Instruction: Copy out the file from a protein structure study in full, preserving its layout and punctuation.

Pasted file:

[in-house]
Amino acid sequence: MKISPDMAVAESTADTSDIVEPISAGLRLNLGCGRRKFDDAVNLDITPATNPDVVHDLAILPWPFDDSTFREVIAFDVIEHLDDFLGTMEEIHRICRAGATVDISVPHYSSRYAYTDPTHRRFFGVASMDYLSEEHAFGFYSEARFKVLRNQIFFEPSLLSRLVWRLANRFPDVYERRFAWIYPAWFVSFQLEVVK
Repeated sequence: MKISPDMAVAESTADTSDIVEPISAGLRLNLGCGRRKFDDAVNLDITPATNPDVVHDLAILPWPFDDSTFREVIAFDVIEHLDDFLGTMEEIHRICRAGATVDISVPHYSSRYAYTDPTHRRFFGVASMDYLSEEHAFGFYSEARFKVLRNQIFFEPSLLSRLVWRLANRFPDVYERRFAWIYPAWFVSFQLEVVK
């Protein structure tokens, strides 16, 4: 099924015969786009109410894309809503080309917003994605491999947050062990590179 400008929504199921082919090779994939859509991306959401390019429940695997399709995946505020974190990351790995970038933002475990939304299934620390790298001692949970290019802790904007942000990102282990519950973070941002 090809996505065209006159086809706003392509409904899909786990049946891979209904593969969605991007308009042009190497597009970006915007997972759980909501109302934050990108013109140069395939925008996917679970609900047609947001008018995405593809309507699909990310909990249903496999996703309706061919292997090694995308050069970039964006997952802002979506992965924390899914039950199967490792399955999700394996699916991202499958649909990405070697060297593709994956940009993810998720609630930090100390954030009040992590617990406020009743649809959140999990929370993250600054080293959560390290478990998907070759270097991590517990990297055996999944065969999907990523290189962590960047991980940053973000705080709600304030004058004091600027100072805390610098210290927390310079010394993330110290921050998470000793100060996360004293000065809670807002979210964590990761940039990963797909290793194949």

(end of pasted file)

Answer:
[in-house]
Amino acid sequence: MKISPDMAVAESTADTSDIVEPISAGLRLNLGCGRRKFDDAVNLDITPATNPDVVHDLAILPWPFDDSTFREVIAFDVIEHLDDFLGTMEEIHRICRAGATVDISVPHYSSRYAYTDPTHRRFFGVASMDYLSEEHAFGFYSEARFKVLRNQIFFEPSLLSRLVWRLANRFPDVYERRFAWIYPAWFVSFQLEVVK
Repeated sequence: MKISPDMAVAESTADTSDIVEPISAGLRLNLGCGRRKFDDAVNLDITPATNPDVVHDLAILPWPFDDSTFREVIAFDVIEHLDDFLGTMEEIHRICRAGATVDISVPHYSSRYAYTDPTHRRFFGVASMDYLSEEHAFGFYSEARFKVLRNQIFFEPSLLSRLVWRLANRFPDVYERRFAWIYPAWFVSFQLEVVK
């Protein structure tokens, strides 16, 4: 099924015969786009109410894309809503080309917003994605491999947050062990590179 400008929504199921082919090779994939859509991306959401390019429940695997399709995946505020974190990351790995970038933002475990939304299934620390790298001692949970290019802790904007942000990102282990519950973070941002 090809996505065209006159086809706003392509409904899909786990049946891979209904593969969605991007308009042009190497597009970006915007997972759980909501109302934050990108013109140069395939925008996917679970609900047609947001008018995405593809309507699909990310909990249903496999996703309706061919292997090694995308050069970039964006997952802002979506992965924390899914039950199967490792399955999700394996699916991202499958649909990405070697060297593709994956940009993810998720609630930090100390954030009040992590617990406020009743649809959140999990929370993250600054080293959560390290478990998907070759270097991590517990990297055996999944065969999907990523290189962590960047991980940053973000705080709600304030004058004091600027100072805390610098210290927390310079010394993330110290921050998470000793100060996360004293000065809670807002979210964590990761940039990963797909290793194949």